Organic Consumers Association

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McDonald's and Gerber Say No to GMO Apples

For related articles and more information, please visit OCA's Genetic Engineering page and our Millions Against Monsanto page.

WASHINGTON, DC - In letters to Friends of the Earth, the world's largest restaurant chain McDonald's, and leading baby food manufacturer Gerber have confirmed they do not plan to sell or use the Arctic apple, the first genetically engineered apple that has an application pending before the U.S. Department of Agriculture.

"McDonald's and Gerber are wise to distance themselves from the Arctic® apple. They understand their customers, particularly parents, are leery of unlabeled, poorly studied genetically engineered foods," said Lisa Archer, director of the Food & Technology Program at Friends of the Earth. "This is further proof that the market is rejecting GMOs."

Commenting on the possible loss of Washington State's GMO labeling initiative, Archer said: "Companies invested in profits from GMOs might have bought Washington's election, but they can't stop the market from rejecting their products."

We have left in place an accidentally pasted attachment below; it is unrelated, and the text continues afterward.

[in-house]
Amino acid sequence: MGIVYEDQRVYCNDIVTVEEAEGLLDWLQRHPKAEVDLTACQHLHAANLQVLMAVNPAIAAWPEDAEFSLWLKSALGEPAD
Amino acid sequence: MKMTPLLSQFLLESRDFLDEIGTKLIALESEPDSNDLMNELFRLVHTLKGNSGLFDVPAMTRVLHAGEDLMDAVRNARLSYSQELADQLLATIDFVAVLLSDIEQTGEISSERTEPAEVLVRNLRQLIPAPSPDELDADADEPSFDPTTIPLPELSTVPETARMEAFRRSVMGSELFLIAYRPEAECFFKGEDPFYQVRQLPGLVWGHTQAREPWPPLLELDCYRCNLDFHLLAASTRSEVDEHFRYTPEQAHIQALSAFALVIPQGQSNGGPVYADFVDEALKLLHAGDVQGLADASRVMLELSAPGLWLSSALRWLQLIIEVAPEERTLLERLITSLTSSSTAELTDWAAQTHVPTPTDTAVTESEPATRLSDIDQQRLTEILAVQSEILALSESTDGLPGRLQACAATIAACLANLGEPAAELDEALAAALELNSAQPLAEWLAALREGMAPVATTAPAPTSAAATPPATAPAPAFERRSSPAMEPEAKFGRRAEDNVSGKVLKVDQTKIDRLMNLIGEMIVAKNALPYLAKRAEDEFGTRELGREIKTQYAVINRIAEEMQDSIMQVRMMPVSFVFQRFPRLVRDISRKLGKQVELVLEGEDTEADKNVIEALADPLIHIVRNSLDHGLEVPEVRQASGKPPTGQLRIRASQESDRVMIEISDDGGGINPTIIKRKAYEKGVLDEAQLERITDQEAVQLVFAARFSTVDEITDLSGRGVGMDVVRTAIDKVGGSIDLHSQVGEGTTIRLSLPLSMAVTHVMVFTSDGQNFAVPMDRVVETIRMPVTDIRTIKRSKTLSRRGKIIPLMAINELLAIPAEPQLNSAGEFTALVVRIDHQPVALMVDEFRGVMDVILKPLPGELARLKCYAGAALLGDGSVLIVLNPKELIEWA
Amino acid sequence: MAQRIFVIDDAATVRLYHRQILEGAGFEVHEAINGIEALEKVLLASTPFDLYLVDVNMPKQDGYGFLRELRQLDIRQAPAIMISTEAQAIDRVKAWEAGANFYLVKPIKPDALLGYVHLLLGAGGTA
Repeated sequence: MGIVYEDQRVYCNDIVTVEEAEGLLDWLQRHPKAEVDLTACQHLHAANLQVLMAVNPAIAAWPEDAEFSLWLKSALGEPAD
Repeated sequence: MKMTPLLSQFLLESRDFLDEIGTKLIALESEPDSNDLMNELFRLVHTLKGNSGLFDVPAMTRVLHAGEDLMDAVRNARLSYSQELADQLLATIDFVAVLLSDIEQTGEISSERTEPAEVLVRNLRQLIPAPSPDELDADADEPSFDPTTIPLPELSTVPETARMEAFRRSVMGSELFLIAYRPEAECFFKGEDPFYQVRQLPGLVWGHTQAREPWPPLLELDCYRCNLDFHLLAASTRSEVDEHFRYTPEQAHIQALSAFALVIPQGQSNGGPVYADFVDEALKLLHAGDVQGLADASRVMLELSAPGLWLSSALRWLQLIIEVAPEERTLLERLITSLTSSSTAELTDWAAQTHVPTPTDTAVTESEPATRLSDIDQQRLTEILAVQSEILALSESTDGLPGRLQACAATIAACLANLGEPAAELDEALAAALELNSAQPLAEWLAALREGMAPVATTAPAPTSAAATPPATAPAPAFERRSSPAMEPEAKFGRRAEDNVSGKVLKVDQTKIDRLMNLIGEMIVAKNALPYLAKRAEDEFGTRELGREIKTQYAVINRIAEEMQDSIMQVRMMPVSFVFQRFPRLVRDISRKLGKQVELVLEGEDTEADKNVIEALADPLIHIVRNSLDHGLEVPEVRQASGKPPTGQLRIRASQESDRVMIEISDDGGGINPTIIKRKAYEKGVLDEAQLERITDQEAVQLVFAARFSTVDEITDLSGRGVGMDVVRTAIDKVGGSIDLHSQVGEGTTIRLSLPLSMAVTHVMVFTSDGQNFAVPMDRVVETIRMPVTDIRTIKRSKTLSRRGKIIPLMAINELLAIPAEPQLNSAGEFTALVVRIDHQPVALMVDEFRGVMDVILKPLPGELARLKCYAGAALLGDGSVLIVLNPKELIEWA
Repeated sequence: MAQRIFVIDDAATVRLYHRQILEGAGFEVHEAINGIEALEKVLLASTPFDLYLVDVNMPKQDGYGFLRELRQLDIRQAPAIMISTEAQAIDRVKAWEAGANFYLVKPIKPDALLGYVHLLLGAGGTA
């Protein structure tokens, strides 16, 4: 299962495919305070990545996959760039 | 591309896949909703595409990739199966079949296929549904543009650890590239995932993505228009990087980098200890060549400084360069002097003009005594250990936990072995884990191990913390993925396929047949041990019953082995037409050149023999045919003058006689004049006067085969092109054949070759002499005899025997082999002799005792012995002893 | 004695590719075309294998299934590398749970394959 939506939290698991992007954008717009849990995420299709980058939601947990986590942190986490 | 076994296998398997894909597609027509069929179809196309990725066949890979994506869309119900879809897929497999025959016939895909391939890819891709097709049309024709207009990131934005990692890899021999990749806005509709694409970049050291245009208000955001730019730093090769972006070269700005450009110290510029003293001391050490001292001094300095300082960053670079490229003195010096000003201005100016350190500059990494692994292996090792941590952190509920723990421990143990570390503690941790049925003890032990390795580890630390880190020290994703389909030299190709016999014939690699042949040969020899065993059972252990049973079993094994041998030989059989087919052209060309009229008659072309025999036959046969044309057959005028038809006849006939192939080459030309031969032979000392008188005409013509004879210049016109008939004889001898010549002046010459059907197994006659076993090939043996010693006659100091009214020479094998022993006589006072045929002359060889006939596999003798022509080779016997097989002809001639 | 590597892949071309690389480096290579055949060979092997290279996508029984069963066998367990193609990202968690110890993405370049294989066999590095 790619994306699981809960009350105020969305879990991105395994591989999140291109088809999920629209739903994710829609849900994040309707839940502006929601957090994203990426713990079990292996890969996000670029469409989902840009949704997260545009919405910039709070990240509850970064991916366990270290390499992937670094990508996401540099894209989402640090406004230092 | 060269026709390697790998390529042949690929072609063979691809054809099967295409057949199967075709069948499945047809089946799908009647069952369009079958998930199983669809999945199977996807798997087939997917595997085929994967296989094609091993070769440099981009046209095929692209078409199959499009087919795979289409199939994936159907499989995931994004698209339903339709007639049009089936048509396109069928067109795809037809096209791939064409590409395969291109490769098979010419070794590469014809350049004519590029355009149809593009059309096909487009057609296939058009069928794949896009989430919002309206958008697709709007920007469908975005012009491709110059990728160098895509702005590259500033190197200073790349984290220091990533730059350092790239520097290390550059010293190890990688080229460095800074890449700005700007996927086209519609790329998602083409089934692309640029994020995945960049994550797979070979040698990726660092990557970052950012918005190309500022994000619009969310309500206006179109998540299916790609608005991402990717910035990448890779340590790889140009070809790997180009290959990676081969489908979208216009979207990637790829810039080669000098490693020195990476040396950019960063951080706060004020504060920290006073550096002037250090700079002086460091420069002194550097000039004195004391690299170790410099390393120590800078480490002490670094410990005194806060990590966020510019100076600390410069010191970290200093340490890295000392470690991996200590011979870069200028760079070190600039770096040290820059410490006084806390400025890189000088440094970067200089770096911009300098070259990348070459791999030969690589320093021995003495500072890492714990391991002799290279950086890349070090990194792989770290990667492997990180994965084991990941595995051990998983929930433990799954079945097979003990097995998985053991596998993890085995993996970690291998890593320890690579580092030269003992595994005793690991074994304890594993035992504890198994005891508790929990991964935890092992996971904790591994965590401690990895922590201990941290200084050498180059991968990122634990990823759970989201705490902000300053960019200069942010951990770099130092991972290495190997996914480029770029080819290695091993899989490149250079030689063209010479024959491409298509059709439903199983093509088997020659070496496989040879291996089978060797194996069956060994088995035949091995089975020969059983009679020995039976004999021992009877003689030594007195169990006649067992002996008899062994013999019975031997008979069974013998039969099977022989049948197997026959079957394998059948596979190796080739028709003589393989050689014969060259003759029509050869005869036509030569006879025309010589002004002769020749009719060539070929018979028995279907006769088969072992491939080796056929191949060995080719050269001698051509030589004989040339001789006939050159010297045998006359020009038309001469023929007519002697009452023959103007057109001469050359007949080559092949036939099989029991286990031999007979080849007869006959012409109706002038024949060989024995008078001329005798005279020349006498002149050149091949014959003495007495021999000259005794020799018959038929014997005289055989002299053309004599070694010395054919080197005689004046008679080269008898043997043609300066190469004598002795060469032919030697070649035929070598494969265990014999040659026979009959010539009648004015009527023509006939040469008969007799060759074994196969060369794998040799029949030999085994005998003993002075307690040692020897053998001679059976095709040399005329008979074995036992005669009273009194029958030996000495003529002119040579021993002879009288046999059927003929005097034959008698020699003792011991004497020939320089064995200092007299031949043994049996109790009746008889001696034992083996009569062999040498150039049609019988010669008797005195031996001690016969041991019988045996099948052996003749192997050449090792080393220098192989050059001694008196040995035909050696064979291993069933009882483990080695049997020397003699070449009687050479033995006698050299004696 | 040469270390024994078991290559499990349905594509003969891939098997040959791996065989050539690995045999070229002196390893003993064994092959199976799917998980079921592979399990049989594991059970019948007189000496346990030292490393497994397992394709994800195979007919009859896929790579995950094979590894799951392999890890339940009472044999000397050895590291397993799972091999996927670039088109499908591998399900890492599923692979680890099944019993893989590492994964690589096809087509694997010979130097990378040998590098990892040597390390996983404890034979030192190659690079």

In a letter dated Oct. 31, 2013, Gerber confirmed its policy to avoid genetically modified organisms in fruit and vegetable purees for babies, and said it has no plans to use the Arctic® apple. Gerber is owned by Nestle, which sells many processed foods containing GMOs, and has spent over $2 million fighting GMO labeling voter initiatives in Washington and California.

McDonald's, which sells apple slices and is expanding its fruit and vegetable menu offerings, confirmed in a letter dated Nov. 1, 2013, that it also has no plans to use Arctic® apples. The apples are genetically engineered using a controversial new method  that turns off the apple's natural browning mechanism.

These food companies join major apple growing associations, including USApple and the Northwest Horticultural Council (representing Washington apple growers who grow more than 60 percent of U.S. apples), that have stated opposition to this GMO apple.   

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